Despite these setbacks I continued to try to collaborate with these Societies. After a year, almost all Societies had held committee elections (including my own) and I had hoped that perhaps I would have more luck in the new landscape. I reached out to the Palestinian Society once more and offered them the opportunity to host an event with a speaker called Fleur Hassan-Nahoum. I thought Fleur would appeal to them, as she was different from other speakers I had proposed: she is the Deputy Mayor of Jerusalem, and therefore she directly and democratically represent Palestinian Jerusalemites. I presented the talk as an opportunity to hold someone who has bearing over the lives of everyday Palestinians to account. The offer was of course rejected in the committee stage. I was naïve to believe that they were what they claimed to be — the Palestinian Society, they are not; they are the anti-Israel society. It’s no wonder that their highest turnout events were always their protests of my events. I am making no commentary on Palestinians themselves, only those who claim to represent them on campus and fail to do so out of a blind ideological hatred.

In conclusion, If we take The University of Nottingham to be typical of the dialogue about Israel on UK campuses, then the entire conversation is degraded by lack of engagement and the fact that no-platforming is a tactic of these extremist groups. Whether or not the continuous attempts to shut me down were malicious and active, or simply symptomatic of campus culture, I remain suspicious that there was an organised campaign against the Nottingham Jsoc.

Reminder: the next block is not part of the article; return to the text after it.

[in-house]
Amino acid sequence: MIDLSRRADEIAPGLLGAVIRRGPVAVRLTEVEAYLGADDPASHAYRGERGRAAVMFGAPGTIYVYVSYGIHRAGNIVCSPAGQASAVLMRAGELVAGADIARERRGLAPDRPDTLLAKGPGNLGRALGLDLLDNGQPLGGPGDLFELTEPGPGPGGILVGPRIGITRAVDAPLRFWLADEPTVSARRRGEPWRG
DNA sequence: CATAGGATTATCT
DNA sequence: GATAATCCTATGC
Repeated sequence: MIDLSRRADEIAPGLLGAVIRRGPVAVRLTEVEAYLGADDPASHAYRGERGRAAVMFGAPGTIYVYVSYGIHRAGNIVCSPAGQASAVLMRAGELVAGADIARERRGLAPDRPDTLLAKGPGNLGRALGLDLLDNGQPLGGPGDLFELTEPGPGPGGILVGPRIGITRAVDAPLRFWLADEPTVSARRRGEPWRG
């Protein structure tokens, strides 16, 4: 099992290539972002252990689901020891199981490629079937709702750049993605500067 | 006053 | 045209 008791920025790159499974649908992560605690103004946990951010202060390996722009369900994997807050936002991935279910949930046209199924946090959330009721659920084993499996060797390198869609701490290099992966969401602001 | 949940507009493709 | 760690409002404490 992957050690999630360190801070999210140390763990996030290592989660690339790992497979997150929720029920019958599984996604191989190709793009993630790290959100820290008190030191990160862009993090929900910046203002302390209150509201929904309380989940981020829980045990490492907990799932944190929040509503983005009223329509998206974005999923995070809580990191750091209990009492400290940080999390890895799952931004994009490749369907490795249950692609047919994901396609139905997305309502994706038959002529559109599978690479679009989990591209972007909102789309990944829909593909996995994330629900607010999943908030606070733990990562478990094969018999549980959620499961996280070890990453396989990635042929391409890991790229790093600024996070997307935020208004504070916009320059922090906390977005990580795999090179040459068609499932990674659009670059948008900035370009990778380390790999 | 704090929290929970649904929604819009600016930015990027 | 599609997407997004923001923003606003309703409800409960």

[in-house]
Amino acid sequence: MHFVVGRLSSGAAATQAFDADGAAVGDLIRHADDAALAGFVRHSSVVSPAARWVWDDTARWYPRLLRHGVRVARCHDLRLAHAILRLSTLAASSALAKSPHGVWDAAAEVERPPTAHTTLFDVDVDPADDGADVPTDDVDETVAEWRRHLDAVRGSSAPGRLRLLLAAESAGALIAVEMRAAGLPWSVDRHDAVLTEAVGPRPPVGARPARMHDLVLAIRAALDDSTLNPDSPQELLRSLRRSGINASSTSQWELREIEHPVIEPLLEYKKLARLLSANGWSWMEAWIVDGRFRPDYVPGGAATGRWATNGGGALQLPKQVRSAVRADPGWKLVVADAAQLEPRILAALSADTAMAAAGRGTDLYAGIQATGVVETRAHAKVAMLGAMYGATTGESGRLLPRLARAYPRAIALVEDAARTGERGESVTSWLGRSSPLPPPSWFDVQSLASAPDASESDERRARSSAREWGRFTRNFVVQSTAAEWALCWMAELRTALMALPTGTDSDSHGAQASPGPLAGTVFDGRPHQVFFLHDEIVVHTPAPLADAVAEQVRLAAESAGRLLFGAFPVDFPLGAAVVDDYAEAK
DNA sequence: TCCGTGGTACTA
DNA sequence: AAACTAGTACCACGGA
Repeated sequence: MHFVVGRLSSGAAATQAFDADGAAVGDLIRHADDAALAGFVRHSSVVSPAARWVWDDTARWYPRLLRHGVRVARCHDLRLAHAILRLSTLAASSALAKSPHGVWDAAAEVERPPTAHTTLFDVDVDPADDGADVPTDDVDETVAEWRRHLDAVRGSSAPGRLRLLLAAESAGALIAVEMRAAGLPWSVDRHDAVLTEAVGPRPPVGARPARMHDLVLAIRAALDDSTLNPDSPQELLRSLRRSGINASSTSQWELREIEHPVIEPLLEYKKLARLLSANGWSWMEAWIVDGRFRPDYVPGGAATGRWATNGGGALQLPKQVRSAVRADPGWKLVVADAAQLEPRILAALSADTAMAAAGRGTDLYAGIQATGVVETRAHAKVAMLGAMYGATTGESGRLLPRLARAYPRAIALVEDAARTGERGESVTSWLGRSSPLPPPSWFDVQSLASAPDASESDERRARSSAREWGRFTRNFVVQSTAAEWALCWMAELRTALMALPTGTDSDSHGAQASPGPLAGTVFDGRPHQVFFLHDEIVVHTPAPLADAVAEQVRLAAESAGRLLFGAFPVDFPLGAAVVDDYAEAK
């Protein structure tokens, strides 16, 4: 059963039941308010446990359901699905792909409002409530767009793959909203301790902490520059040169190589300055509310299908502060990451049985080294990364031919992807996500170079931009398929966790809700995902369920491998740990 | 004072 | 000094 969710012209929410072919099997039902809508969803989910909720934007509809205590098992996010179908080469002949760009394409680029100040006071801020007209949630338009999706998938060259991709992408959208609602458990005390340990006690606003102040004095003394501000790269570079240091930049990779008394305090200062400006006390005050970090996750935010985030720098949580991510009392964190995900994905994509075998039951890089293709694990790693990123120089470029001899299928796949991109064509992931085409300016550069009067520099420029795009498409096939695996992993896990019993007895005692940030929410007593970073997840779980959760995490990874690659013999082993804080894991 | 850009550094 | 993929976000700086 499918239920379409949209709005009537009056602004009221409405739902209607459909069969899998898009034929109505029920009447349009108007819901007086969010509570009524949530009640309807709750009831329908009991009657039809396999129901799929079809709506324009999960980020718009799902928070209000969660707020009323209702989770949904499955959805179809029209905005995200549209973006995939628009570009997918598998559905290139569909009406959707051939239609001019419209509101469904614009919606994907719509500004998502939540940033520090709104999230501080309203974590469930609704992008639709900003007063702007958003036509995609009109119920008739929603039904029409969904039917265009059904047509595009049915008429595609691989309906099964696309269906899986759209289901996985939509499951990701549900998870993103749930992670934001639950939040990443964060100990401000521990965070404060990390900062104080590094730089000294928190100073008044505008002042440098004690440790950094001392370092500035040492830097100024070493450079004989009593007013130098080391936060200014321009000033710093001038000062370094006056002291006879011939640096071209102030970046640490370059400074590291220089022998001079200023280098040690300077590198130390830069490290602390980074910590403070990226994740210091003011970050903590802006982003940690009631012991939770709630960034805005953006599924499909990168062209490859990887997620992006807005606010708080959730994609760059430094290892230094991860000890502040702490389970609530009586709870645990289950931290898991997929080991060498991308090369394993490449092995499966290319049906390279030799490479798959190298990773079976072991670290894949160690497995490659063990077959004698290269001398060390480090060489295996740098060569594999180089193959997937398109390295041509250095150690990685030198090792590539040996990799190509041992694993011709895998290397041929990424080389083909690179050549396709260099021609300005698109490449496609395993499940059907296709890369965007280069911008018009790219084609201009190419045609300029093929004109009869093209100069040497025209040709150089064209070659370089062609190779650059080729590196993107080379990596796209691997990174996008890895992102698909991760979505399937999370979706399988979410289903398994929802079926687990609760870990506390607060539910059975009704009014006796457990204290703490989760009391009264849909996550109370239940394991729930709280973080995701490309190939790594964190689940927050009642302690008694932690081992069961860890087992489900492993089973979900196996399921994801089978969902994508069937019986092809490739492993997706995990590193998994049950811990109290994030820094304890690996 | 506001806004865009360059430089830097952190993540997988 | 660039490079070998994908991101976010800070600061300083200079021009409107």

The result is that topics of discussion on campus do not mirror the topics of discussion on-the-ground in Israel. No-platforming is a toxic and dishonest part of the vocabulary of the anti-Israel narrative. Representation on both sides is eroded and positions polarise to extremism. The ostracism of the Israel conversation on campus must end.

About the Author
Daniel is Israel and Campaigns officer at Nottingham Jewish and Israel Society, and a 2019/20 CAMERA Fellow.